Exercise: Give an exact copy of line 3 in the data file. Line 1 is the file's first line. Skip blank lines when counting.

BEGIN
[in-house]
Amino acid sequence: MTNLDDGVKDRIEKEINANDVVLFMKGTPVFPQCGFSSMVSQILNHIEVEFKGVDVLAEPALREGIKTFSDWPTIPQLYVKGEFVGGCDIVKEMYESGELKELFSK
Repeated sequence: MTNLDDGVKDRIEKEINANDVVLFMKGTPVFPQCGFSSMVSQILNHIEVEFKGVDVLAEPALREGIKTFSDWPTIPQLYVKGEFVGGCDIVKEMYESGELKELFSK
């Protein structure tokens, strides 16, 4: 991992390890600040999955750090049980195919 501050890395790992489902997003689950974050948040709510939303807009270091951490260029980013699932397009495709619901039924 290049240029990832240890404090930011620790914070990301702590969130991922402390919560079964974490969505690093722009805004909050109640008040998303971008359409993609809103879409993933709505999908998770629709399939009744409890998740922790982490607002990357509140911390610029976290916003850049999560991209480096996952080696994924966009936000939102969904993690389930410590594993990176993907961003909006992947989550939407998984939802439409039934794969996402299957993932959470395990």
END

Repeated sequence: MTNLDDGVKDRIEKEINANDVVLFMKGTPVFPQCGFSSMVSQILNHIEVEFKGVDVLAEPALREGIKTFSDWPTIPQLYVKGEFVGGCDIVKEMYESGELKELFSK